These are some of the reasons why old age is a severer testing time of character, than youth or mid-life. Many men who live nobly and richly while in their prime, fail in their old age. The grace of Christ, however, is sufficient for the testings and the trials of the old as well as of the young. We should set ourselves the task of making the whole day of life to its last moments, beautiful. The late afternoon should be as lovely with its deep blue and its holy quiet, as the forenoon, with its freshness; and the sun-setting as glorious with its splendor of amber and gold, as the sun-rising with its radiance and brightness. The old, or those growing old, should never feel for a moment that their work, even their best work, is done, when they can no longer march and keep step in the columns with youth and strong manhood. The work of the riper years is just as important as that of the earlier years. Young men for action, old men for counsel.

      The life that one may live in the quieter time, when the rush and the strife are left behind, may be even more lovely, more Christlike, more helpful than was the life of the more exciting, stirring time that is gone. Life ought to grow more beautiful every day to its close. Let no one think that he has finished his task of sweet, true living--when he has got safely through the years of mid-life, into the borders of old age. No! we must not slacken our diligence, our earnestness, our fidelity, our prayerfulness, our faith in Christ, until we have come to the gate of eternity. God's plan for our life takes in all.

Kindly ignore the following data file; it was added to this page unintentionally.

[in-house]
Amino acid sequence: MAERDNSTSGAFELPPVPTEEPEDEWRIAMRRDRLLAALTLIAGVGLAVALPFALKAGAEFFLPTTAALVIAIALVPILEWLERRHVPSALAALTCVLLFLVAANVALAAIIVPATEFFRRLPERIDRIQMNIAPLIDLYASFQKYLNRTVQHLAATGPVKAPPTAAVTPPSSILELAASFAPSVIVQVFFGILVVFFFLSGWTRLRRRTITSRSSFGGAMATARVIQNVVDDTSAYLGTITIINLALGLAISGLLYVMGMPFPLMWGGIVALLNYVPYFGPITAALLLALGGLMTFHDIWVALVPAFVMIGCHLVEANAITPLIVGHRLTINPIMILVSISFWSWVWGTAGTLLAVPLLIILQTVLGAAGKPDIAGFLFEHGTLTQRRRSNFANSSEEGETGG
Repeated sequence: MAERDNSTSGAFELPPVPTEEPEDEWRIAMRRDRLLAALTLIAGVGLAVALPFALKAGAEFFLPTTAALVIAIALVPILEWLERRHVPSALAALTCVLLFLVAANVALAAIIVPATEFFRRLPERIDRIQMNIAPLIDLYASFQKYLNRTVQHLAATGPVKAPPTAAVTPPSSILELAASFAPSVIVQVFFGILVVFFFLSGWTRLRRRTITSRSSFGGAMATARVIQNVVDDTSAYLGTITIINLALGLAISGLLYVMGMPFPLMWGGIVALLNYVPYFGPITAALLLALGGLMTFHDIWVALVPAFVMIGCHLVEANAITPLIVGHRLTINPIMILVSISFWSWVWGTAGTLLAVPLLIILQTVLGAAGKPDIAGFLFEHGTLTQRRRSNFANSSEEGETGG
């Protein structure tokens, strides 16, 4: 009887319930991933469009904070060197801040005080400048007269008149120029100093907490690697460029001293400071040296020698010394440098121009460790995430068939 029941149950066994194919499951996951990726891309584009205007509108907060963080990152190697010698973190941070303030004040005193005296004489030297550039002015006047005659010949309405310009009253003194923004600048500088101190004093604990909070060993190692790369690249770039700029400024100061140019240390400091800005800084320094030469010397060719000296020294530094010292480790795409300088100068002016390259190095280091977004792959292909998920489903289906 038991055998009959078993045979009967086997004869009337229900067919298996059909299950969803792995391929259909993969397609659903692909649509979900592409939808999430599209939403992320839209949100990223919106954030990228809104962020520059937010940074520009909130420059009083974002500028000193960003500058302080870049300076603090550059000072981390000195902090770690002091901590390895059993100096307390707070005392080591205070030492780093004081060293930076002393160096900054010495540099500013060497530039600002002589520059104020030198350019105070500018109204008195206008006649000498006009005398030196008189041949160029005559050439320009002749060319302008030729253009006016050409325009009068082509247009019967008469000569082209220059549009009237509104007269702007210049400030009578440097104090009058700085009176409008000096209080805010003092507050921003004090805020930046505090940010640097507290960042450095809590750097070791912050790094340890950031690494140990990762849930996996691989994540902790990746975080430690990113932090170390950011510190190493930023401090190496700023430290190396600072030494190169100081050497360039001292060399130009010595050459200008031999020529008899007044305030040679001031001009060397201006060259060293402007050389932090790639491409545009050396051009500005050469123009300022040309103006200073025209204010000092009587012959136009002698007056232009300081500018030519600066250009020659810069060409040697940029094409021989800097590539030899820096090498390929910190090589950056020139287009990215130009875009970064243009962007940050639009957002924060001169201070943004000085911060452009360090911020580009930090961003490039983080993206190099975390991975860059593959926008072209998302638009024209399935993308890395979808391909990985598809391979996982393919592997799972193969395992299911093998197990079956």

Chalmers wrote: "It is a favorite speculation of mine, that if spared to sixty years of age, we then enter the seventh decade of human life; and that this, if possible, should be turned into the Sabbath of our earthly pilgrimage, and spent sabbatically, as if on the shores of an eternal world; or, as it were, in the outer courts of the temple that is above, the tabernacle that is in heaven. A beautiful thought, and as true as beautiful. Old age is a time for waiting, praying, hoping, and for reflecting to others, something of the peace and love of the heaven we are nearing, and of the Christ we hope soon to see."

      At last the time came for Joseph to die, as this time must come to all. "Then Joseph said to his brothers, "I am about to die. But God will surely come to your aid and take you up out of this land to the land he promised on oath to Abraham, Isaac and Jacob." And Joseph made the sons of Israel swear an oath and said, "God will surely come to your aid, and then you must carry my bones up from this place." Then the record goes on giving the end of the story: "So Joseph died at the age of a hundred and ten. And after they embalmed him, he was placed in a coffin in Egypt."